Eid has been lead defense lawyer in many of Egypt’s most important human rights cases, and writes and speaks regularly on international human rights and freedom of expression developments. For more background on his work:
He is also an experienced trainer on human rights research, monitoring, and legal aid, and issues relating to the use of the internet in defense of human rights.
Click here to listen to Gamal Eid describe repressive tactics used by the Egyptian government to suppress Internet freedom.
Oleg Kozlovsky – Russia
|Oleg Kozlovsky, a pro-democracy leader in Russia, has faced harassment, arrest, and imprisonment by Russian authorities for his involvement in peaceful protests. Read more»|
Kozlovsky is a founder and coordinator of the Russian youth democratic movement Oborona (“Defense”) whose aim is to defend democracy and civil rights by non-violent protest. He is also a member of the Bureau of Federal Board of Solidarnost (“Solidarity”) which includes nearly all liberal democratic opposition forces.
At age 25, Kozlovsky has faced harassment by the Russian government for his activities, has been arrested numerous times and served several short-term jail sentences for his role in preparing and participating in peaceful protest rallies. He has been banned entry into Belarus since 2006.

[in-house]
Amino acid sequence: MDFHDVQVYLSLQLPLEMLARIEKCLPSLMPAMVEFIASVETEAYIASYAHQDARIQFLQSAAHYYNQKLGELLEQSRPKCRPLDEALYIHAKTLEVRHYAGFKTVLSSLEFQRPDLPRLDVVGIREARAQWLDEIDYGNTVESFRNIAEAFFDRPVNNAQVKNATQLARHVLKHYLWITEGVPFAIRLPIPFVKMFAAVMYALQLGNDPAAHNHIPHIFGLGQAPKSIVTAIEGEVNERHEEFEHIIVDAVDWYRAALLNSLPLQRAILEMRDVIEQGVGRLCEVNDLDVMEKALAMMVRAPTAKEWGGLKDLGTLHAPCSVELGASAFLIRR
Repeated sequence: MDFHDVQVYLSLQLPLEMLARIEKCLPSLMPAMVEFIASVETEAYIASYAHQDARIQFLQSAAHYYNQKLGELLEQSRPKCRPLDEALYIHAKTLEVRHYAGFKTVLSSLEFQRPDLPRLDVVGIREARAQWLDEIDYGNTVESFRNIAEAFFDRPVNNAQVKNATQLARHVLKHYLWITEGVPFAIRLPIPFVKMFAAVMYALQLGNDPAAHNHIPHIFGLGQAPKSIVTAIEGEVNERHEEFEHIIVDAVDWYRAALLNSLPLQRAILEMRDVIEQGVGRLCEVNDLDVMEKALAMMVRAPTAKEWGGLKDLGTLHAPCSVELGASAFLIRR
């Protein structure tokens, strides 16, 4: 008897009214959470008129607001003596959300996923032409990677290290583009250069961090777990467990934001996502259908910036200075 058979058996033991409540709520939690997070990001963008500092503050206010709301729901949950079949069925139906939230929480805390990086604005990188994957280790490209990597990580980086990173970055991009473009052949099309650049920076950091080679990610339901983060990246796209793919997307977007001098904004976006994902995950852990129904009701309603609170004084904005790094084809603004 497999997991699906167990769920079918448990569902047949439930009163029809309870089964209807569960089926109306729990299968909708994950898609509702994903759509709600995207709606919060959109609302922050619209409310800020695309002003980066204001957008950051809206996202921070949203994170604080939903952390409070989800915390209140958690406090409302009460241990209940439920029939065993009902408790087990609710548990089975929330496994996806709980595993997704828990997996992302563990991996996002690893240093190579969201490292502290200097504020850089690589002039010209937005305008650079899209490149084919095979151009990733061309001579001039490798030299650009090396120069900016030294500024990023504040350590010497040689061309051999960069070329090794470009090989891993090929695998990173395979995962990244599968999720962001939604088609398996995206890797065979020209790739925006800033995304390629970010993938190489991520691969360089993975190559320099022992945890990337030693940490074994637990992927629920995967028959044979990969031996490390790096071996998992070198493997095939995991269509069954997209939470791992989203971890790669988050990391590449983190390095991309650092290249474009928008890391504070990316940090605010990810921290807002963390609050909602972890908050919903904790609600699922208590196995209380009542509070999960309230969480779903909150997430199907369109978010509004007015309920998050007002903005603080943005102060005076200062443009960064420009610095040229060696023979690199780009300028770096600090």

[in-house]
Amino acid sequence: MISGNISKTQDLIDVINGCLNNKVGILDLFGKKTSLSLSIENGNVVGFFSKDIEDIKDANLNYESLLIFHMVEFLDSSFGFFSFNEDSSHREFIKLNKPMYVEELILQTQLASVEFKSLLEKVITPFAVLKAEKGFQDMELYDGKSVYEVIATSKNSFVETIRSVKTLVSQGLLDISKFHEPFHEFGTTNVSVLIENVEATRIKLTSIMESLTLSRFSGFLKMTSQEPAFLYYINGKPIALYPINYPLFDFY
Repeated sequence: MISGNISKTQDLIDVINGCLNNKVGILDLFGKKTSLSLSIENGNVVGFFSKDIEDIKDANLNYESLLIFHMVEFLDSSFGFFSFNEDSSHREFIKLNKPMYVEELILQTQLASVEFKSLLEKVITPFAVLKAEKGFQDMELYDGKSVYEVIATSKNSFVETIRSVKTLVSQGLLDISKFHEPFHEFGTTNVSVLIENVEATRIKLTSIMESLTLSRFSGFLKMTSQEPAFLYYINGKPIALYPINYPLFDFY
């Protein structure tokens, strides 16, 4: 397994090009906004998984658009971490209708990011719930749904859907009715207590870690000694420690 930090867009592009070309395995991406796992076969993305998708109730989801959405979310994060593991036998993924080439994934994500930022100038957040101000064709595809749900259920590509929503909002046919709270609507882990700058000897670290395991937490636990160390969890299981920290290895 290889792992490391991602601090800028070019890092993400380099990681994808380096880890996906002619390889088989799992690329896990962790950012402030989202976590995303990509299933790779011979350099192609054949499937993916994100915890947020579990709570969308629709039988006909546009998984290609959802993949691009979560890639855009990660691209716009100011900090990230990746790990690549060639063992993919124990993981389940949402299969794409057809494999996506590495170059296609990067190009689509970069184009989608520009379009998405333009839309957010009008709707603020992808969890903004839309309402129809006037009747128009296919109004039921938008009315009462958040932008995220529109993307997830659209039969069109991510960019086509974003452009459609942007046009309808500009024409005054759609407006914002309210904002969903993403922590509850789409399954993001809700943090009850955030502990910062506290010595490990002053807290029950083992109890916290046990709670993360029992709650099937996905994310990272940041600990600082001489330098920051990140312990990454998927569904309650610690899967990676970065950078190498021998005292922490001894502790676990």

Kozlovsky’s articles in Russian and in English have been published by a variety of publications including The Washington Post, RobertAmsterdam.com, Huffington Post, and Ezhednevny Journal and in his own blog. Kozlovsky received the 2008 Human Rights Award from Human Rights First.
Click here to listen to Oleg Kozlovsky talk about how the Russian government limits basic rights to freedom of expression and privacy
Iryna Vidanava – Belarus
|Iryna Vidanava has been active in promoting civil society and independent media in Belarus for more than a decade. Founder and editor-in-chief of an award-winning magazine, she has been named one of the “World’s Top Dissidents” by Foreign Policy Magazine
in recognition of her efforts to fight for freedom of speech in Belarus.
Vidanava is the founder and editor-in-chief of 34 Multimedia Magazine, an independent youth publication aimed at promoting creativity, dissent and democratic values. The magazine is published on compact disc and is also available online at www.34mag.net.
As of July 1, 2010 new Internet regulations in Belarus will require compulsory registration of all websites and the collection of personal data from Internet cafe users. Vidanava has actively been writing about this issue and the implications of these new requirements.
Click here to listen to Iryna Vidanava talk about restrictions on Internet freedom in Belarus.